United States District Court, D. Oregon
OPINION AND ORDER
Michael J. McShane, United States District Judge.
Kelly O. brings this action for judicial review of a final
decision of the Commissioner of Social Security
(“Commissioner”) denying Plaintiff's
application for disability insurance benefits
(“DIB”). This Court has jurisdiction under 42
U.S.C. §§ 405(g).
alleges the Administrative Law Judge (“ALJ”)
erred by: (1) rejecting Plaintiff's subjective symptom
testimony; (2) rejecting lay witness testimony; and (3)
inappropriately relying upon the vocational expert
(“VE”). Because the Commissioner's decision
is based on proper legal standards and supported by
substantial evidence, the Commissioner's decision is
AND FACTUAL BACKGROUND
applied for DIB on May 13, 2014, alleging disability since
February 25, 2011. Tr. 182-83. Plaintiff's claim was denied
initially and upon reconsideration. Tr. 117, 128. Plaintiff
requested a hearing, which took place on December 1, 2016, in
Portland, Oregon. Tr. 53, 131. At the hearing, Plaintiff
amended his onset date to May 22, 2014. Tr. 40, 61. The ALJ
denied Plaintiff's claim on February 7, 2017, and the
Appeals Council declined to alter the ALJ's decision. Tr.
reviewing court shall affirm the Commissioner's decision
if the decision is based on proper legal standards and the
legal findings are supported by substantial evidence in the
record. See 42 U.S.C. § 405(g); Batson v.
Comm'r of Soc. Sec. Admin., 359 F.3d 1190, 1193 (9th
Cir. 2004). “Substantial evidence is ‘more than a
mere scintilla but less than a preponderance; it is such
relevant evidence as a reasonable mind might accept as
adequate to support a conclusion.'” Hill v.
Astrue, 698 F.3d 1153, 1159 (9th Cir. 2012) (quoting
Sandgathe v. Chater, 108 F.3d 978, 980 (9th Cir.
1997)). To determine whether substantial evidence exists, the
court reviews the administrative record as a whole, weighing
both the evidence that supports and that which detracts from
the ALJ's conclusion. Davis v. Heckler, 868 F.2d
323, 326 (9th Cir. 1989) (citing Martinez v.
Heckler, 807 F.2d 771, 772 (9th Cir. 1986)).
“‘If the evidence can reasonably support either
affirming or reversing,' the reviewing court ‘may
not substitute its judgment' for that of the
Commissioner.” Gutierrez v. Comm'r of Soc. Sec.
Admin., 740 F.3d 519, 523 (9th Cir. 2014) (quoting
Reddick v. Chater, 157 F.3d 715, 720-21 (9th Cir.
Social Security Administration utilizes a five-step
sequential evaluation to determine whether a claimant is
disabled. 20 C.F.R. §§ 404.1520(a)(4),
416.920(a)(4) (2012). The burden of proof rests on the
claimant as to steps one through four, and on the
Commissioner as to step five. Bustamante v.
Massanari, 262 F.3d 949, 953-54 (9th Cir. 2001) (citing
Tackett v. Apfel, 180 F.3d 1094, 1098 (9th Cir.
1999)). At step five, it is the Commissioner's burden to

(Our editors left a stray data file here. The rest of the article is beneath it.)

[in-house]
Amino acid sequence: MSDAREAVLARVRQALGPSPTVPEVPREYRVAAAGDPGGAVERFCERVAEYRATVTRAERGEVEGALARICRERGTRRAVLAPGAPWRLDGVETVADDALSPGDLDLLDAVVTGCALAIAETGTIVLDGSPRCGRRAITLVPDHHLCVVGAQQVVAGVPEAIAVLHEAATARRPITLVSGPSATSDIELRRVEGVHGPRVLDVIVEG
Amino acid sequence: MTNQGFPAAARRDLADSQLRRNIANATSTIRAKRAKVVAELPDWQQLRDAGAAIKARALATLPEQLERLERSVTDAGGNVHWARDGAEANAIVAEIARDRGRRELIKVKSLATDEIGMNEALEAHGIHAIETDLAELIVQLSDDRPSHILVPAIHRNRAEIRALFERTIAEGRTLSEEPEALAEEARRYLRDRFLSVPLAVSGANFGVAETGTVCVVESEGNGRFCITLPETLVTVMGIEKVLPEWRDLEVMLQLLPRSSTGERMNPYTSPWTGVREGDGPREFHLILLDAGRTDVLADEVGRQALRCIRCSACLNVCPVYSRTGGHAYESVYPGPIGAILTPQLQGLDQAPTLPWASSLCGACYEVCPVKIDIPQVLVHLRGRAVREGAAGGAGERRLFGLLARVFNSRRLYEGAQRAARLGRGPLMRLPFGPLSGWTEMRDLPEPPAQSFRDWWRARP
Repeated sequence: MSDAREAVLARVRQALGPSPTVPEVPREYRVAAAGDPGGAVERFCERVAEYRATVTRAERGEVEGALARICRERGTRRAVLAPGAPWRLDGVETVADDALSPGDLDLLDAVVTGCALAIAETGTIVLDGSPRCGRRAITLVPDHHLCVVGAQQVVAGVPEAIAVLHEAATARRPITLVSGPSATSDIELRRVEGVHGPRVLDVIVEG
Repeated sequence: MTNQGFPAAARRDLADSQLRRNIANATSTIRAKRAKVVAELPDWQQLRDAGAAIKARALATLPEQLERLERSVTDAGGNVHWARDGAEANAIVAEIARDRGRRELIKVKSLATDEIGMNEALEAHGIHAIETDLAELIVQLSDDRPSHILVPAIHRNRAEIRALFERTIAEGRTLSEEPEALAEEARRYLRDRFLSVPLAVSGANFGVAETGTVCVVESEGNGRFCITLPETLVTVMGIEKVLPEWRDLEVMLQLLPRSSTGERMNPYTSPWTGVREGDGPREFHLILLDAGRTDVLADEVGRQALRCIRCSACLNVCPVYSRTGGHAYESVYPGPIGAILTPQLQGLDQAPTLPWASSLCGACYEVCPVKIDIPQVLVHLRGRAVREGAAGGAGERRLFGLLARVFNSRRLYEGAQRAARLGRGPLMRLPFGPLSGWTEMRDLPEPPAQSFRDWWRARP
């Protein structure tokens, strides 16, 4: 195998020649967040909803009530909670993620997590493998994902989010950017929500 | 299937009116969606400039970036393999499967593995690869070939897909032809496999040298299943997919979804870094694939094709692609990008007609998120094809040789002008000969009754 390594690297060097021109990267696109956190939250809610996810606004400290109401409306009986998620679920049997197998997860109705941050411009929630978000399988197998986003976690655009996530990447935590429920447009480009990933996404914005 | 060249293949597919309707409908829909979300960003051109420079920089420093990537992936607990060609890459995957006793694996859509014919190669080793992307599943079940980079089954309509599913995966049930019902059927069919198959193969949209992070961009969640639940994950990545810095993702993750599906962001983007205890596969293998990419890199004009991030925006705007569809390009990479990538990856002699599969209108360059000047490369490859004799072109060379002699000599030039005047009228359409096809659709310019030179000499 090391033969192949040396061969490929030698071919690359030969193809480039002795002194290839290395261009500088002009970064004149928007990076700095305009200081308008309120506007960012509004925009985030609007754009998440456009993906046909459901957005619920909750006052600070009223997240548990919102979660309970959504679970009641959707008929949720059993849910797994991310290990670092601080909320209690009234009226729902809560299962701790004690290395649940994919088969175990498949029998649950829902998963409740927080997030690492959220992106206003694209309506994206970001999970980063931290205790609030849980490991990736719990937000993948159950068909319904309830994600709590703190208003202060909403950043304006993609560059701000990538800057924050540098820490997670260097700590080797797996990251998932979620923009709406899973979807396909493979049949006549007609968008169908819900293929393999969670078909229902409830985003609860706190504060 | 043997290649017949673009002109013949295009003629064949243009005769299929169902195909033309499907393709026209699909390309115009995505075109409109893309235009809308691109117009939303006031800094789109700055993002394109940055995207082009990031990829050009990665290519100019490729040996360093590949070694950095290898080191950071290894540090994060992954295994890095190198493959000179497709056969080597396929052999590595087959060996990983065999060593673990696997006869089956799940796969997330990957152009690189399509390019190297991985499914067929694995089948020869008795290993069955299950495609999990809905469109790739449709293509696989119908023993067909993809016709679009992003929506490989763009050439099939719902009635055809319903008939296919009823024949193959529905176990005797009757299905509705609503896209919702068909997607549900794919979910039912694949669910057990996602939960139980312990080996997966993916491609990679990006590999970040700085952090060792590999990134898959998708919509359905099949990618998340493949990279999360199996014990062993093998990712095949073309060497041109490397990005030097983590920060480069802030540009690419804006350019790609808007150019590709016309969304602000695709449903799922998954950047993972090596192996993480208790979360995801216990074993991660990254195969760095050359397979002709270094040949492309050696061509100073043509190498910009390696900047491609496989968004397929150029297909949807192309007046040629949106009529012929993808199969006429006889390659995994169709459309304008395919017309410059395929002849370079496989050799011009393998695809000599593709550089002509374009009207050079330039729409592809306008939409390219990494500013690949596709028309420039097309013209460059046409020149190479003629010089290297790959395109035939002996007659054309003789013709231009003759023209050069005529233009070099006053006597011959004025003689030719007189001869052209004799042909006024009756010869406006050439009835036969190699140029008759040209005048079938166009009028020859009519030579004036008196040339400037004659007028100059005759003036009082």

demonstrate that the claimant can make an adjustment to other
work existing in significant numbers in the national economy
after considering the claimant's residual functional
capacity (“RFC”), age, education, and work
experience. 20 C.F.R. § 404.1520(a)(4)(v). If
the Commissioner fails to meet this burden, then the claimant
is considered disabled. Id.
Plaintiff's Subjective Symptom Testimony
argues that the ALJ improperly discounted his subjective
testimony. Pl.'s Br. 5, ECF No. 18. An ALJ must consider
a claimant's symptom testimony, including statements
regarding pain and workplace limitations. See 20 CFR
§§ 404.1529(a), 416.929(a). Where there is
objective medical evidence in the record of an underlying
impairment that could reasonably be expected to produce the
pain or symptoms alleged and there is no affirmative evidence
of malingering, the ALJ must provide clear and convincing
reasons for discrediting the claimant's testimony
regarding the severity of his symptoms. Carmickle v.
Comm'r Soc. Sec. Admin., 533 F.3d 1155, 1160 (9th
Cir. 2008); Lingenfelter v. Astrue, 504 F.3d 1028,
1036 (9th Cir. 2007). The ALJ is not “required to
believe every allegation of disabling pain, or else
disability benefits would be available for the asking, a
result plainly contrary to 42 U.S.C. §
423(d)(5)(A).” Molina, 674 F.3d 1104, 1112
(9th Cir. 2012) (quoting Fair, 885 F.2d at 603). The
ALJ “may consider a range of factors in assessing
credibility.” Ghanim v. Colvin, 763 F.3d 1154,
1163 (9th Cir. 2014). These factors can include
“ordinary techniques of credibility evaluation, ”
id., as well as:
(1) whether the claimant engages in daily activities
inconsistent with the alleged symptoms; (2) whether the
claimant takes medication or undergoes other treatment for
the symptoms; (3) whether the claimant fails to follow,
without adequate explanation, a prescribed course of
treatment; and (4) whether the alleged symptoms are
consistent with the medical evidence.
Lingenfelter, 504 F.3d at 1040. “If the
ALJ's credibility finding is supported by substantial
evidence in the record, ” this Court “may not
engage in second-guessing, ” Thomas v.
Barnhart, 278 F.3d 947, 959 (9th Cir. 2002) (citation
omitted), and “must uphold the ALJ's decision where
the evidence is susceptible to more than one rational
interpretation, ” Andrews v. Shalala, 53 F.3d
1035, 1039-40 (9th Cir. 1995) (citation omitted).
the ALJ found that Plaintiff's “statements
concerning the intensity, persistence and limiting effects of
[Plaintiff's] symptoms are not entirely consistent with
the medical evidence and other evidence in the record.”
Tr. 44. Plaintiff testified that his back pain forced him to
spend at least half his day lying down. Tr. 75. Plaintiff
also testified that his shoulder pain made it difficult to
move. Id. A Magnetic Resonance Imaging
(“MRI”) exam of Plaintiff's back on his
alleged onset date revealed degenerative disk disease and
“mild/moderate hypertrophic joint arthrosis” in